The Man Behind The 'Tonight' Controversy The upending of the late night schedule at NBC can be laid at the feet of NBC head Jeff Zucker. By moving Jay Leno to prime time, Zucker disturbed the ecosystem of viewing habits and created a downward slide of ratings leading into local news and the rest of the late-night schedule. One affiliate station revolt later, NBC has reversed itself while America watches.
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The Man Behind The 'Tonight' Controversy

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The Man Behind The 'Tonight' Controversy

The Man Behind The 'Tonight' Controversy

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From NPR News, this is ALL THINGS CONSIDERED. I'm Robert Siegel.


And I'm Melissa Block.

Behind all the recent drama at NBC is one man, Jeff Zucker. The NBC Universal head recently celebrated when the company was bought by Comcast. Now as NPR's David Folkenflik tells us, Zucker's future doesn't look so clear.

DAVID FOLKENFLIK: Jeff Zucker's rise at NBC has been meteoric. He's credited with turning the "Today Show" into a profit behemoth and NBC News into a consistent ratings leader. But in his time atop the NBC network and its primetime lineup, that's a different tale.

Zucker had promised Conan O'Brien of NBC's "Late Night" that he could take over "The Tonight Show" last year, but Jay Leno's ratings there were still strong. Zucker wanted both in the fold: O'Brien for the future, Leno for now. So he gave Leno a daily, hourlong variety show at 10 p.m. Analyst Larry Gerbrandt of Media Valuation Partners.

Mr.�LARRY GERBRANDT (Media Valuation Partners): What they did at the 10 o'clock time period was pretty much rolling the dice. It was all or nothing. Either all five nights worked or they didn't.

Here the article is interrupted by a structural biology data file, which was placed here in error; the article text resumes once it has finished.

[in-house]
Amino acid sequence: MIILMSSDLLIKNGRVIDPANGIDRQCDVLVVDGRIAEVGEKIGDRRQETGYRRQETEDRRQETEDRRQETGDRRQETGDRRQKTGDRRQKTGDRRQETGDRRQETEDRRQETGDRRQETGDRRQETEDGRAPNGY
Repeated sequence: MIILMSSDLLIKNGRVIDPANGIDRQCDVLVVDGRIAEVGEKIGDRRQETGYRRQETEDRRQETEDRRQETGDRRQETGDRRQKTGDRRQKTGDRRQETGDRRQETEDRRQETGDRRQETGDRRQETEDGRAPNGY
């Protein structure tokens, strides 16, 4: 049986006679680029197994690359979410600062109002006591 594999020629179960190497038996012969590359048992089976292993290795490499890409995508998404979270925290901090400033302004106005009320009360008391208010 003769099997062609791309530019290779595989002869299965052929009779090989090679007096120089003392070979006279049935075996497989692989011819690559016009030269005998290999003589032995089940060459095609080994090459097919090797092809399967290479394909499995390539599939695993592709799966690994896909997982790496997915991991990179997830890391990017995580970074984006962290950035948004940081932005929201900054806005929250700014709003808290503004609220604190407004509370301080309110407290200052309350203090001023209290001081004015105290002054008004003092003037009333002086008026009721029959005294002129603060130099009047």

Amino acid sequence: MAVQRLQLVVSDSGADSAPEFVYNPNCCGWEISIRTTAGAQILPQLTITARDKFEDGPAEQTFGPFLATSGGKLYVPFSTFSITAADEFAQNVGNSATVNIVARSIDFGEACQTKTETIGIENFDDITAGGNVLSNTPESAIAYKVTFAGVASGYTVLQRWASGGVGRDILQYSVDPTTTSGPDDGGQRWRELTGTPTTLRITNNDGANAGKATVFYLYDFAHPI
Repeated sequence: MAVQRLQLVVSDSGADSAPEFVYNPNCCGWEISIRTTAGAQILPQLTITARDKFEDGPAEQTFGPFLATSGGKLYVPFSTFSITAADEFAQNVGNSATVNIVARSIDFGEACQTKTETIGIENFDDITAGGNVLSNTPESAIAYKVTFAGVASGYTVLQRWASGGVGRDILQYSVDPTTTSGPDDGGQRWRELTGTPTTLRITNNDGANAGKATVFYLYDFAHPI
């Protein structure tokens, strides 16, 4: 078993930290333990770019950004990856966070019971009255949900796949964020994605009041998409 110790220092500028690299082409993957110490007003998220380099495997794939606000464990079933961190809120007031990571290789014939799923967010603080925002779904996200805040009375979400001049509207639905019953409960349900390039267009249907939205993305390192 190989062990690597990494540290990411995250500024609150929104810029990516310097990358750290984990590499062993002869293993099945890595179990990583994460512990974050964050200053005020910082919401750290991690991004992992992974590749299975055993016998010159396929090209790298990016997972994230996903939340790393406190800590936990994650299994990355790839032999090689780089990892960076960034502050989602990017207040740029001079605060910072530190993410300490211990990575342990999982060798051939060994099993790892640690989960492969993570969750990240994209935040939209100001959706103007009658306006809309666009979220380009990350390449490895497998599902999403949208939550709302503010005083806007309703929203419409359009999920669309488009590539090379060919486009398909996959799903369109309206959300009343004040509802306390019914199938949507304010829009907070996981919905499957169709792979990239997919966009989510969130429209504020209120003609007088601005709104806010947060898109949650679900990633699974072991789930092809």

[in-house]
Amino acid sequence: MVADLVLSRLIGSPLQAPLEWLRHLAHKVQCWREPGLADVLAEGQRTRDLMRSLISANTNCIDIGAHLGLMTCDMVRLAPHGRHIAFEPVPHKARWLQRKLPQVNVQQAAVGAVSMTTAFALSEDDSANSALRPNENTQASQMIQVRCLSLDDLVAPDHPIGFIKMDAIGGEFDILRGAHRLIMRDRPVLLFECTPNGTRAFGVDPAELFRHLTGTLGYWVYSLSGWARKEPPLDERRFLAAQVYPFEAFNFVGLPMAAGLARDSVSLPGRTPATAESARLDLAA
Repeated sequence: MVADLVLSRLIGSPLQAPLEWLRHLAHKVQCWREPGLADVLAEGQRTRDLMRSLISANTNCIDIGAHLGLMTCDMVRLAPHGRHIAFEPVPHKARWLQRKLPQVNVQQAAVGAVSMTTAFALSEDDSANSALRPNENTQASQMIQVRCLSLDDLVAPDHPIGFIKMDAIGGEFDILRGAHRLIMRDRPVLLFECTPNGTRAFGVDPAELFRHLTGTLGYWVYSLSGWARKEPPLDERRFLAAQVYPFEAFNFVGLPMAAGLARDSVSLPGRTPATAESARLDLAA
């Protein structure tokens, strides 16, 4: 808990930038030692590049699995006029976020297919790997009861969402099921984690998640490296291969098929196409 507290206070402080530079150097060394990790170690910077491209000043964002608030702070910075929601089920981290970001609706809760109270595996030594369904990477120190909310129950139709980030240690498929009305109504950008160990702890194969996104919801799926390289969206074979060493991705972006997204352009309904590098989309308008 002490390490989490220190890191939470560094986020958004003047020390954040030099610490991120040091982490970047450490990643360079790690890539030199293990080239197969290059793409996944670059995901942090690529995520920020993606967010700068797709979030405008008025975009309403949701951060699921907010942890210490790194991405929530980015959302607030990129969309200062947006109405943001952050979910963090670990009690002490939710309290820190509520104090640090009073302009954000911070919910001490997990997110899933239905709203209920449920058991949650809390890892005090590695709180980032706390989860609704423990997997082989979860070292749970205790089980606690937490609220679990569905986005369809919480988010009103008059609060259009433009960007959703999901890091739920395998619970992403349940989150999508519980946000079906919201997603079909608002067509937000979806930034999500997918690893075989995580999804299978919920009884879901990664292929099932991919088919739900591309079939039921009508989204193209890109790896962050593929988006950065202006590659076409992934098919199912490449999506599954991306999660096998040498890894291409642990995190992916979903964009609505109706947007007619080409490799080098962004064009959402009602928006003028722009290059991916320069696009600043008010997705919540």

FOLKENFLIK: Snake eyes. Ratings were disappointing for both men, damaging not only the network's bottom line, but the profits of vital late newscasts for local NBC stations. The gamble failed. There's been a public outcry on O'Brien's behalf, and now the disarray at NBC is playing out for all to see on its airwaves. O'Brien told audiences he's trying to sell "The Tonight Show" on Craigslist, and Leno had his own response last night.

(Soundbite of TV show, "The Jay Leno Show")

Mr.�JAY LENO (Television Host): As you know, there's a lot of controversy going on here at NBC. Actually, "The Tonight Show" with Conan O'Brien's ratings have gone up. They've gone up. So, you're welcome.

(Soundbite of laughter)

FOLKENFLIK: Now, in a complete reversal of programming decisions Zucker made only a few months ago, Leno is being taken out of that 10 p.m. hour and shoehorned back into that familiar 11:30 slot. But Conan O'Brien has refused to move his own show back to a start after midnight. And now Dick Ebersol, a senior NBC official, has shot back, calling O'Brien gutless in The New York Times.

James Poniewozik is the television and pop culture critic for Time magazine.

Mr.�JAMES PONIEWOZIK (Television and Pop Culture Critic, Time): Jay, they figure, will pull better ratings right now. And I think that NBC is in such a bad situation that they just do not feel they have the luxury of long-term thinking.

FOLKENFLIK: Zucker thought he had made a master stroke. Despite a big paycheck for Leno, his show was far less expensive than the dramatic, hourlong scripted series that had been a hallmark of NBC's must-see TV, shows like "E.R." and "Law & Order."

Mr.�PONIEWOZIK: I would say in Zucker's defense that he's gotten it right about some of the big picture things, about, you know: What are the problems with broadcast TV today? I think that NBC came up with what turned out to be exactly the wrong solutions to those problems.

FOLKENFLIK: Under Zucker, the network has plummeted from first to last, and the NBC brand and "The Tonight Show" aura have been damaged. Poniewozik says the network chief bears responsibility.

Mr. PONIEWOZIK: There's really no way he can disclaim it. He's been running the network in one capacity or another for about the past 10 years. You know, it had come off a decade of dominance, of greatness in the '90s, and now it is in shreds.

FOLKENFLIK: Lawyers for NBC and O'Brien are trying to work out the terms of his departure. As for Zucker, his new bosses at Comcast have said he'll continue to lead NBC after the purchase is approved by regulators.

David Folkenflik, NPR News.

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